BY ELIZABETH CHERIAN
DIRECTOR, INNOVATION GROUP, JWT INTELLIGENCE
The Consumer Electronics Show kicks off every year in Las Vegas, and sets the tone for innovation for the year ahead. The conference earlier this month was no exception, with artificial intelligence (AI) starring the headlines as the technology to transform 2017. With the AI market expected to grow to $5.05 billion by 2020, there is a massive opportunity for the food and beverage industries to harness its capabilities, improve offerings, optimise operations and deliver a better customer experience.
One promising product to debut at CES 2017 is Hello Egg, the AI-powered ‘home-cooking sidekick’ on a mission to empower millennials to eat more healthily. Developed by US-based RnD64, this voice-controlled, egg-shaped home assistant rivals competitors Google Home and Amazon Echo, integrating AI to address any and all kitchen needs. It can plan weekly meals according to dietary preferences, demonstrate cooking tutorials on its convex video screen, supervise the pantry, organise shopping lists, and arrange grocery delivery.
Consumers are asking for this kind of help when it comes to food. Research by J. Walter Thompson shows that 77% of UK/US millennials want technology to offer them more assistance in planning and cooking healthy meals. There is an appetite for technology in the market that AI can address. While various technologies fit under the umbrella term – including natural language processing, image recognition and machine learning – the overall cost of AI is lowering. Brands can tap into a myriad of opportunities that AI presents.
When it comes to time optimisation and consumer engagement, speech and image recognition are two facets of AI that can play an important role. Personal diet coach Lark is one app that uses speech recognition to log meals. Users simply voice what they have eaten and Lark estimates the number of calories consumed and offers personalised nutritional advice. Quick and painless. Other similar voice-activated apps that show promise in this space are Nutritionix Track and the MIT and Tufts University calorie counter. Meanwhile Google is using image recognition with its product Im2Calories to estimate the nutritional content of a meal from a photo. What’s quicker than snapping a pic? If consumers can save time logging their meals, they will be more likely to track their behaviours and share their invaluable data with apps and, ultimately, brands.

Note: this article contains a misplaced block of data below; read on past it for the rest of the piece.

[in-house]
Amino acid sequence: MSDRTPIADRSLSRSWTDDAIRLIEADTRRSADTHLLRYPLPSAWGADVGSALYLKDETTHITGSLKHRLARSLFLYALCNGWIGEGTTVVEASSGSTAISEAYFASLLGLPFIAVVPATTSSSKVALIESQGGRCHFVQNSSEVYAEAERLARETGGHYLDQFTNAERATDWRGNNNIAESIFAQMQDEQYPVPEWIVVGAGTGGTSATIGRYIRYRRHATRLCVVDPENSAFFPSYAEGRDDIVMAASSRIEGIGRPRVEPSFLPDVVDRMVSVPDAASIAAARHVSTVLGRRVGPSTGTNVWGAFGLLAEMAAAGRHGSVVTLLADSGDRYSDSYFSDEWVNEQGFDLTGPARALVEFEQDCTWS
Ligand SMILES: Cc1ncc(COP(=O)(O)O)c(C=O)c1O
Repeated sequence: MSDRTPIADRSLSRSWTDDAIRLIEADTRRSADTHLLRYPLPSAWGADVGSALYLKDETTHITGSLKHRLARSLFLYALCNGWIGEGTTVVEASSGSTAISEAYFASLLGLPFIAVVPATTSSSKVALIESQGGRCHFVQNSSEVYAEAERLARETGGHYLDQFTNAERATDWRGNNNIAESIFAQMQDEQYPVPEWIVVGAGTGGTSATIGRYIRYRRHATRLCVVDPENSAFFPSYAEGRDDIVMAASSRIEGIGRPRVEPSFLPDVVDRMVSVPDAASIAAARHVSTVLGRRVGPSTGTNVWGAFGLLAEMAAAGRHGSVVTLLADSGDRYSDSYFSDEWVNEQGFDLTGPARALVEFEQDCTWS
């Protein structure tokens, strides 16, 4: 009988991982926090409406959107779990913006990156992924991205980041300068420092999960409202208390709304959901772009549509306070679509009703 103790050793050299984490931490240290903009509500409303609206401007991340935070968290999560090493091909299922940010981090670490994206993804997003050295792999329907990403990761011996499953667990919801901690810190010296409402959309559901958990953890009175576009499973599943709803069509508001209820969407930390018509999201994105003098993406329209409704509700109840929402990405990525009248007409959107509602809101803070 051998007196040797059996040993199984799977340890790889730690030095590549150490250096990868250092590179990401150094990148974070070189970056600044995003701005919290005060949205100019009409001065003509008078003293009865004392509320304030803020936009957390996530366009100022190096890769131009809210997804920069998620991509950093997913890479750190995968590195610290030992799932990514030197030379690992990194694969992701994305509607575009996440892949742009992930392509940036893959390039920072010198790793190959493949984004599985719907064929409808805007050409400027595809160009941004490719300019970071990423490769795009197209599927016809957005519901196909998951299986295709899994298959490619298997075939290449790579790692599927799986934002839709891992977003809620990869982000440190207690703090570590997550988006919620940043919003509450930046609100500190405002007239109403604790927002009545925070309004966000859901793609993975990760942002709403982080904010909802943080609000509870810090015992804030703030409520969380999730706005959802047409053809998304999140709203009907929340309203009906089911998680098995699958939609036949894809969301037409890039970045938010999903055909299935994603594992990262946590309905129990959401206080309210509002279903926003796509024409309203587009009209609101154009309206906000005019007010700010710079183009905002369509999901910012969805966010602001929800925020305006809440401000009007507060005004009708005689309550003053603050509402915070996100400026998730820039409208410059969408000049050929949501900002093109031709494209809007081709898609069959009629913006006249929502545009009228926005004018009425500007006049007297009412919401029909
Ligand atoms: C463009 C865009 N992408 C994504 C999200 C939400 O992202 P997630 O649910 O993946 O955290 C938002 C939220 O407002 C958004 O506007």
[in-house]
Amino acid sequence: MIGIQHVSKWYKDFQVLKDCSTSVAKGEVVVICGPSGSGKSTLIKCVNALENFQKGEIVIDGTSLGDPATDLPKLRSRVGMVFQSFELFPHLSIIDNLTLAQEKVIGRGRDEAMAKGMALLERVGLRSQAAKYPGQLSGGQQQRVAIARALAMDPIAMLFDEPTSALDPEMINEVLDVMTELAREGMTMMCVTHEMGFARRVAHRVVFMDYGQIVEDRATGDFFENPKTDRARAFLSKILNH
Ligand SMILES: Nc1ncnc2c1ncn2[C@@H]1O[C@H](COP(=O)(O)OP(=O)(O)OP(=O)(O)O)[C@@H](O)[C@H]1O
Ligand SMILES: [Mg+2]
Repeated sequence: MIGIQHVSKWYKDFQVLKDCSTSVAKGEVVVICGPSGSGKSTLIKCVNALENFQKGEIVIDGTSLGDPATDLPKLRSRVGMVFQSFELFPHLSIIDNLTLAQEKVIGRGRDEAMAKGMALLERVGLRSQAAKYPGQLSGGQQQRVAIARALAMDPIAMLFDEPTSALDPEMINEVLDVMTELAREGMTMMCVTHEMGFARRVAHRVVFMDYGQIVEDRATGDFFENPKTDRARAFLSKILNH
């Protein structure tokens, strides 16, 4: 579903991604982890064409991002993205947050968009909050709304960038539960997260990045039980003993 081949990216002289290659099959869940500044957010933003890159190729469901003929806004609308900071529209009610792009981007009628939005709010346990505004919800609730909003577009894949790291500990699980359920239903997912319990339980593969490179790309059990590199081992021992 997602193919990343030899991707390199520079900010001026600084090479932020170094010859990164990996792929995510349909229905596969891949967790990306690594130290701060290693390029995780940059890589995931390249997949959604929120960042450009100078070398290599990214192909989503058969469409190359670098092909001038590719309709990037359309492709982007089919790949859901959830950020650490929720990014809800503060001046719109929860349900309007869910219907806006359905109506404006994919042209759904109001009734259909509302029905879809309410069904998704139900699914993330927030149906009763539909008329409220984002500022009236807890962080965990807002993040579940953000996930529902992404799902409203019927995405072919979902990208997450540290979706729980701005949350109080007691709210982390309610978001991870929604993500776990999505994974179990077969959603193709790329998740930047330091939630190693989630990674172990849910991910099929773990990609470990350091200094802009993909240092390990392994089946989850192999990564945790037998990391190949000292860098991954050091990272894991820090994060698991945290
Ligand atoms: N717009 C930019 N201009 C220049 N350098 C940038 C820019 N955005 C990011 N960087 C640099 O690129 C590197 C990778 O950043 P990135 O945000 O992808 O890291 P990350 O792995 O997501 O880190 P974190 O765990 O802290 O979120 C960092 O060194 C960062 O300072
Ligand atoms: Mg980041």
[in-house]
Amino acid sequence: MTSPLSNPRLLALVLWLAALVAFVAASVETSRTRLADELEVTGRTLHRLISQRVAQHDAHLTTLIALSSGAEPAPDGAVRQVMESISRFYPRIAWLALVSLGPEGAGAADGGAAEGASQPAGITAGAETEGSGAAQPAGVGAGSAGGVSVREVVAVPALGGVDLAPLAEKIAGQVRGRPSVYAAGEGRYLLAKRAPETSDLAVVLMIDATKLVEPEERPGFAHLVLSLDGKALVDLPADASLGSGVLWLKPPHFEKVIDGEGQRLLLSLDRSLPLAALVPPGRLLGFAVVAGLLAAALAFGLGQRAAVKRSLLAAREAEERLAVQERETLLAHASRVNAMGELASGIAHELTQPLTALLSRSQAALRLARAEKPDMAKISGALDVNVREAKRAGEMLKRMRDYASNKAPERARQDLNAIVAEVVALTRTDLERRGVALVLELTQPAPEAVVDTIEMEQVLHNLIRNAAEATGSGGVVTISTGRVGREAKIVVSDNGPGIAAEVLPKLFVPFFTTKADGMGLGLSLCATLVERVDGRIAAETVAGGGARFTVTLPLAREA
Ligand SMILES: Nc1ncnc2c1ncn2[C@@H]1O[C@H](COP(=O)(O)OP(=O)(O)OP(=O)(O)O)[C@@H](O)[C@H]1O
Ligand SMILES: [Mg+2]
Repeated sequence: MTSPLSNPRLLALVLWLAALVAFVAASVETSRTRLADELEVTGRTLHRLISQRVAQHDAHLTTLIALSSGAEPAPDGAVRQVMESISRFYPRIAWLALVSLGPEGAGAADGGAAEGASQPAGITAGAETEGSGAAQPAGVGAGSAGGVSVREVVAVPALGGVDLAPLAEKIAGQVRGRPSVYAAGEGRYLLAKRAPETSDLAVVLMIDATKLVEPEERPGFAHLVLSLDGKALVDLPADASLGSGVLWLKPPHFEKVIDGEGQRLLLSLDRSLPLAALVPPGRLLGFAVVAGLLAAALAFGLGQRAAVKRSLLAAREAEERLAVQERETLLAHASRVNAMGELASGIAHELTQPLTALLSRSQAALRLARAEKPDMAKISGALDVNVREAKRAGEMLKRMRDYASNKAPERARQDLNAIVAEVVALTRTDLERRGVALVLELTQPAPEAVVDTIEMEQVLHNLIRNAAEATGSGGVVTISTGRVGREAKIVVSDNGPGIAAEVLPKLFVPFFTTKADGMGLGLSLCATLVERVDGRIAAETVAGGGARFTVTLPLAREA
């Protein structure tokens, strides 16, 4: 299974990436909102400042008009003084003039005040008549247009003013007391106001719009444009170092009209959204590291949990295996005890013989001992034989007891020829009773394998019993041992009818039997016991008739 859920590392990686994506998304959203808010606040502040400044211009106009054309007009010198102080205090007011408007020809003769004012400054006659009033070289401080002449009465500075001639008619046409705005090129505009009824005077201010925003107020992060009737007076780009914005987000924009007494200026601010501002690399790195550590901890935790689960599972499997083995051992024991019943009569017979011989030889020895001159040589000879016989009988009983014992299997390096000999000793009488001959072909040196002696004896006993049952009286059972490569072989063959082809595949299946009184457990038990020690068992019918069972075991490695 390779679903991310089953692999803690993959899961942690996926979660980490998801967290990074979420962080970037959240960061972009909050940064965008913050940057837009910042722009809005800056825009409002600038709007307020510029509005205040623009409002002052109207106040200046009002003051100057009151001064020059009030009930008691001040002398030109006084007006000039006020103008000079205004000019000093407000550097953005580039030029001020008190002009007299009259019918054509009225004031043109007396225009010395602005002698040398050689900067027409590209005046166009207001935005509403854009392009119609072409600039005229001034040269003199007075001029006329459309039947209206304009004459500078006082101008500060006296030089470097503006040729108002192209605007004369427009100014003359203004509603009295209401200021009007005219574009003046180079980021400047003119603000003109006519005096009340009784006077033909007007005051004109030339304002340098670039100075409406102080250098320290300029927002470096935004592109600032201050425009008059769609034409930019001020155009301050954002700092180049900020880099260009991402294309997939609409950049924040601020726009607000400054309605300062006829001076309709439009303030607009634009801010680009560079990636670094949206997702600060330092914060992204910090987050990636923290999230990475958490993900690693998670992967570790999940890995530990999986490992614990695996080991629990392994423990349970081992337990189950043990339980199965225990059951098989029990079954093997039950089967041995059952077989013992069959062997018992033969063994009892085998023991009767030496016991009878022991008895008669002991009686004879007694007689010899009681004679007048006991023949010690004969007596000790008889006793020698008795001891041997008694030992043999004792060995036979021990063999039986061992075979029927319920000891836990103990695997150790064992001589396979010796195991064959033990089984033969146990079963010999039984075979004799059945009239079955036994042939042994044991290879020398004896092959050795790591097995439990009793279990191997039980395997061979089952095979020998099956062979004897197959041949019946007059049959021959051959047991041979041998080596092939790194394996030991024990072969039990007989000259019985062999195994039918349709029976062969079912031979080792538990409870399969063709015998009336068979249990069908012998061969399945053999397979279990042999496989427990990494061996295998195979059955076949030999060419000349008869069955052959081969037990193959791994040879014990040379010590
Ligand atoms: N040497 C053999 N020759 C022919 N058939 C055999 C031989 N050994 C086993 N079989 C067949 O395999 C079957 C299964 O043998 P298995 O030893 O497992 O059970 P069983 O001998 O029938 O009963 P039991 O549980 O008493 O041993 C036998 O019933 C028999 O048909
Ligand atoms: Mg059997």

Thanks to developments in natural language processing and machine learning, AI can better process data, and provide more personalised products and advice. Data-rich fitness tracking app Lifesum set a challenge for itself to address a local health issue and design a custom-made product for its users. Analysis showed their London users suffered from fatigue and stress due to insufficient levels of vitamin E, zinc and omega-3 in their diet. In an effort to address this problem, the company teamed up with smoothie retailer Crussh to develop the perfect, nutritionally balanced drink for a busy Londoner. By analysing data effectively, there is a real opportunity for brands like Lifesum to create better products and new business opportunties.
AI can also engage consumers on a large scale. Chatbots are computer programs that simulate conversation. When augmented with AI, they can deliver responsive, cost-effective customer service to a limitless audience over messaging platforms. Wholefoods has created one such chatbot on Facebook Messenger in which customers are shown products and recipes based on special diets or specific ingredients and cuisines. Just Eat and The Guardian’s Sous-Chef have similar offerings. Importantly, effective chatbots can help an infinite number of people 24/7 at a fraction of the cost of traditional customer service. Estimated to run between $5,000-$10,000, chatbot development offers a fairly inexpensive introduction to AI for any brand looking to experiment in the arena. With messaging apps proving to be more popular than social networks, there is massive scope for brands to reach a greater audience on these platforms via AI.
If the hype at CES 2017 is any indication, AI and the products and services it powers hold much promise for brands. In conjunction with effective data analysis, the technologies can offer efficiency, broader reach, advanced recommendations, new product development, and better consumer engagement. It is vitally important for players in the food and beverage industries to consider how AI can work for them or risk being left behind.
© FoodBev Media Ltd 2020